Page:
The Lovelock formulation, which treats the stability rather than the change as the unexplained phenomenon, may be the right way round for this question.
How did the biosphere persist for so long? Are we just really really really lucky?
A variation of the anthropic principle indicates that this might well be the case: if we weren't really lucky (compared to other planets) we wouldn't evolve far enough to ask the question. That's even scarier than the Gaia hypothesis since our luck might well run out at any moment even without us rocking the boat. Both of these points of view make it unlikely that our current behavior will be benign.
(Indeed, climate models tend to be unstable; it seems to require a narrow range of parameters to get realistic behavior. The reasons for this are interesting, but can only be investigated if people relax and accept that the models themselves are worthy of certain forms of investigation. Had computers preceded the carbon spike, so that there was less controversy, I suspect we would have broader investigations about climate modeling than we do now.)
Starting from the point of view that climate change needs explaining is wrong. If we assume that it is stability that needs explaining, we are quickly left wondering at what point the stability we count on will fail, and how much pushing it needs to fail very badly.
We are left with a very silly proposition, that we establish beyond a shred of doubt what the least amount of carbon (etc.) in the atmosphere is that is absolutely certain to have vast consequences. This treats carbon as a defendant in a courtroom with intrinsic rights. But we only have one planet.
The main job we have as climatologists should be to establish beyond a shred of doubt the greatest amount of carbon absolutely certain NOT to have vast consequences.
Those who find our methods unimpressive, those who believe we contribute no information should rationally act as if any increase in concentration of radiatively active substances is extremely dangerous.
It is the fact that the 'skeptics' argue the exact opposite that convinces me they are not intellectually serious. It's not a coherent position at all. If they are serious, and really mean well, and really don't believe much that we say, they would argue for extreme caution. After all, if we don't really know at all how big or how small a change in aerosols or greenhouse gases might be enough to make the world dramatically worse, we really ought to stop doing any of that.
Update: A so-called skeptic, Patrick Frank, has an article in Skeptic magazine that (begins with the very premise) reaches a very poorly supported argument (my inaccurate summary restated per the author's request in the comments) that we know essentially nothing, and concludes from that, somehow, that we can act with impunity:
Nevertheless, those who advocate extreme policies to reduce carbon dioxide emissions inevitably base their case on GCM projections, which somehow become real predictions in publicity releases. But even if these advocates admitted the uncertainty of their predictions, they might still invoke the Precautionary Principle and call for extreme reductions “just to be safe.” This principle says, “Where there are threats of serious or irreversible damage, lack of full scientific certainty shall not be used as a reason for postponing cost-effective measures to prevent environmental degradation.”34 That is, even if we don’t fully know that CO2 is dangerously warming Earth climate, we should curtail its emission anyway, just in case. However, if the present uncertainty limit in General Circulation Models is at least ±100 degrees per century, we are left in total ignorance about the temperature effect of increasing CO2. It’s not that we, “lack … full scientific certainty,” it’s that we lack any scientific certainty. We literally don’t know whether doubling atmospheric CO2 will have any discernible effect on climate at all.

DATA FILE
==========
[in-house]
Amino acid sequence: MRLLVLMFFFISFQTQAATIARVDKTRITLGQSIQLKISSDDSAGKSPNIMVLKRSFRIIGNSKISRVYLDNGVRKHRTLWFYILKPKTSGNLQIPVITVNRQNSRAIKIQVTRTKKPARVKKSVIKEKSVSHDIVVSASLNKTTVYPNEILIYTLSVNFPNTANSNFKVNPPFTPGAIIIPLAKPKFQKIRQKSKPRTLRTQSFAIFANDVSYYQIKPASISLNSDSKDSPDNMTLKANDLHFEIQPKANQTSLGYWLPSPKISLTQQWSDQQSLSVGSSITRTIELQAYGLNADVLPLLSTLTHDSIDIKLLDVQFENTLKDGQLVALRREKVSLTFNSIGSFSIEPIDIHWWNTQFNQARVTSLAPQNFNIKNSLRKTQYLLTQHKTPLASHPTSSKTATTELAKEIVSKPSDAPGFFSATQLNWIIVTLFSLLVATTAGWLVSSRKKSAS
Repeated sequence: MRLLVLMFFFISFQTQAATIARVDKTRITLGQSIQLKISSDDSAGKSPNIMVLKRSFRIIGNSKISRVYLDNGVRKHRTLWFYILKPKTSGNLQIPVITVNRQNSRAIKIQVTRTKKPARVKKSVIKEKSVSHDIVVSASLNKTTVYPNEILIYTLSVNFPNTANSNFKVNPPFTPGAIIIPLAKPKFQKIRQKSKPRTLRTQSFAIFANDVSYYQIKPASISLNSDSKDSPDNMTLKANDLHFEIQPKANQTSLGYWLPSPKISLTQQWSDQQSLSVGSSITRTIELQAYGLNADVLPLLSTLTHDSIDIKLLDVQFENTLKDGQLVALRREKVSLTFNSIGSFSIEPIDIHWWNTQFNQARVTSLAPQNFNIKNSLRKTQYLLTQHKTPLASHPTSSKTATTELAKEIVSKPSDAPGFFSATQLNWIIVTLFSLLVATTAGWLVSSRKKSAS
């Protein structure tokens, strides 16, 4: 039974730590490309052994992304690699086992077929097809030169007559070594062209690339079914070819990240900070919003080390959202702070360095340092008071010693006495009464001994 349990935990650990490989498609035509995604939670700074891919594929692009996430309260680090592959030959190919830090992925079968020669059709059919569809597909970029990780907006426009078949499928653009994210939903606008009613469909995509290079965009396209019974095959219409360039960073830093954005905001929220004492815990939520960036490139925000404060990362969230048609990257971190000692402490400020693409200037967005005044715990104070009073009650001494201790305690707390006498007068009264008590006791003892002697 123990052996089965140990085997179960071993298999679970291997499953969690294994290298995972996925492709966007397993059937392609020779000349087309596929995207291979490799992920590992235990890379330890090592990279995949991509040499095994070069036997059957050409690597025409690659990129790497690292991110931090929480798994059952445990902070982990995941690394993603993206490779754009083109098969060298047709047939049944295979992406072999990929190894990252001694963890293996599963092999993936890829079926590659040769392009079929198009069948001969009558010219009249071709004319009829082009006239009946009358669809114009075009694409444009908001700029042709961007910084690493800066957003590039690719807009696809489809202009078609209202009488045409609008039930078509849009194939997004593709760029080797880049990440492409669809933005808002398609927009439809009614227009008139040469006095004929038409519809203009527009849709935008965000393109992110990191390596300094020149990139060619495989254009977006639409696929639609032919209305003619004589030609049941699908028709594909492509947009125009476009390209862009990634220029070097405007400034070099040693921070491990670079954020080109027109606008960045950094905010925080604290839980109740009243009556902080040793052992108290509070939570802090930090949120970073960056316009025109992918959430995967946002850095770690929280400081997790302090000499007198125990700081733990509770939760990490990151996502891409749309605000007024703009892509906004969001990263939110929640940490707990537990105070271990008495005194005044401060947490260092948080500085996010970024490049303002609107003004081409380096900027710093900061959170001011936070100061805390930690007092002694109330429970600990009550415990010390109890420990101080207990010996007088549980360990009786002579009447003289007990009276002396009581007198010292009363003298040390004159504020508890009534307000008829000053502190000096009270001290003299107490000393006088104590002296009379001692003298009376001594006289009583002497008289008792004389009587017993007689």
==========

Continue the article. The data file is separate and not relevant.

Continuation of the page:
If our knowledge of future climates is zero then for all we know either suppressing CO2 emissions or increasing them may make climate better, or worse, or just have a neutral effect. The alternatives are incommensurate but in our state of ignorance either choice equally has two chances in three of causing the least harm.35 Complete ignorance makes the Precautionary Principle completely useless. There are good reasons to reduce burning fossil fuels, but climate warming isn’t one of them.
Of course, the characterization of climate models is ludicrous. I would agree in some sense that complete ignorance makes the precautionary principle useless, and I am not a big fan of absolute principles. But in the present case the stakes are vast, and we do know that we are emitting greenhouse gases and aerosols that materially affect the climate in vast quantities. Given only that knowledge and no other it strikes me that we should restrain thses activities to the greatest extent feasible.
Fortunately Tapio Schneider has an article in the same issue, with a cogent if unsurprising presentation of the conventional wisdom. The usual "sense vs nonsense" sort of balance, but better than letting the person who doesn't even understand the evidence he's cherry-picking claim the label of "skeptic" unchallenged.
Update: The author of the ill-informed article has much to say below. Essentially my critique of it doesn't add anything to Tapio Schneider's, while his adds considerably to mine. Thanks to Hank Roberts for pointing this out in an email.